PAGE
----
Today, we learn a form of prayer that comes right out of the psalm we read earlier…Psalm 25. Look at it again in the back of the black hymnal, page 635. This particular prayer of the psalmist is motivated by shame—you can see that in the first few verses. He or she has been shamed, yet trusts in God, and wants his or her enemies to feel the same level of pain and shame. In other words, “God, get on it! Shame them for me!” That’s not the prayer we’ll practice! That’s just the psalmist’s motivation.
The prayer that wraps itself around this particular life situation is a prayer that seeks God’s pathways, and acknowledges that these pathways of God intertwine with our own. Look at verse 4. The psalmist prays, “Make me to know your ways, teach me your paths…” And for the next several verses, we hear the psalmist’s deep faith that God is a God of gentle guidance, God is a God of loving forgiveness, God is a God who teaches, and who leads, and who guides, no matter how many times you stray or how far off the path you go. God is a God who has a short memory for your sins, and whose steadfast love for you is forever. This the psalmist knows, and this the psalmist prays.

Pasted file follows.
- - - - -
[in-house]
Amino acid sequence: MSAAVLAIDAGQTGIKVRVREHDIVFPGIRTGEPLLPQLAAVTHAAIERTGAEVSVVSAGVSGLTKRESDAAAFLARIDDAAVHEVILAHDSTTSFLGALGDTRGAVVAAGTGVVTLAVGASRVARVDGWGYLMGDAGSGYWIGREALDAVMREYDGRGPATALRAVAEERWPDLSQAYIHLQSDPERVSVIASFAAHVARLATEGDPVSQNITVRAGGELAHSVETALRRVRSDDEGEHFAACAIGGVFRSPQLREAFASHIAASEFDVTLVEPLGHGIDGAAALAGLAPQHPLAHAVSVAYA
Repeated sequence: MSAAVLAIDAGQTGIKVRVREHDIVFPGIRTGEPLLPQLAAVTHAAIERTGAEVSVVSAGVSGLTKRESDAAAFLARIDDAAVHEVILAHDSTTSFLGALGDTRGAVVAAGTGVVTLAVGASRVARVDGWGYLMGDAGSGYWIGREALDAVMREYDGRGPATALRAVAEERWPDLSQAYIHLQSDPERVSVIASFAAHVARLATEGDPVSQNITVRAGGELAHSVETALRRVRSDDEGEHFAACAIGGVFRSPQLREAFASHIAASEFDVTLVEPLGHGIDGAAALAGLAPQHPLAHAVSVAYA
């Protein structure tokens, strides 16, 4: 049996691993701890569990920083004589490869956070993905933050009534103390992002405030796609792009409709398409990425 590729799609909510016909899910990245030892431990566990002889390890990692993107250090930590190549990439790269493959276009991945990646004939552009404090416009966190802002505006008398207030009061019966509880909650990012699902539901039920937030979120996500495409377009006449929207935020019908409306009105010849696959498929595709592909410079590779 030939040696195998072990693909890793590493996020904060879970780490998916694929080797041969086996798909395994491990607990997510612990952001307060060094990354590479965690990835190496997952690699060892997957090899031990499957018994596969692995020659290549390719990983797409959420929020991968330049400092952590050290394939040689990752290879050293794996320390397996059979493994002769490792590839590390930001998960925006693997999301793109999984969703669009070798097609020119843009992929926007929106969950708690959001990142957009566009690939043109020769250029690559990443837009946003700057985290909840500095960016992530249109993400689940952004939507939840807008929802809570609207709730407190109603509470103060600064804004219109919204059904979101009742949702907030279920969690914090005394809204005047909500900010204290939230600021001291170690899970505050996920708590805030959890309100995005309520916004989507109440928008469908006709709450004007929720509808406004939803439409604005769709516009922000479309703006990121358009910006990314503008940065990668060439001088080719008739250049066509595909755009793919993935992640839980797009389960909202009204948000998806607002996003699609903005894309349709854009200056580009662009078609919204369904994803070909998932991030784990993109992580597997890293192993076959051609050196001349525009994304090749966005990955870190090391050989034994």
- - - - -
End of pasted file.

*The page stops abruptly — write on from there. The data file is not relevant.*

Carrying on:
Toward the end of the prayer, in verses 9 and 10, the psalmist returns to the metaphor of pathway, claiming once again that God leads and God’s paths are all of steadfast love and faithfulness. Now hear this. This part of the prayer is talking about God, not you, not the psalmist. God is steadfast love…always… God is faithful…always… We tend to put an “if-then” sort of disclaimer on God’s love, by combining with God’s love the psalmist’s own fears that are confessed in the last line. The psalmist prays there, “All the paths of God are steadfast love and faithfulness, for those who keep God’s covenant and God’s decrees…” Really? God’s love is not determined by whether or not we do the right thing. We don’t control God’s love or God’s faithfulness. God is always loving. God is always faithful. Verse after verse and story after story confirm that truth. Our behavior—good or bad—doesn’t either earn us points in the bank of God’s love and favor, nor does it detract from God’s love for us. So that last line, it seems to me, is the psalmist returning to his or her motivation for the prayer in the first place…and that is the motivation of shame.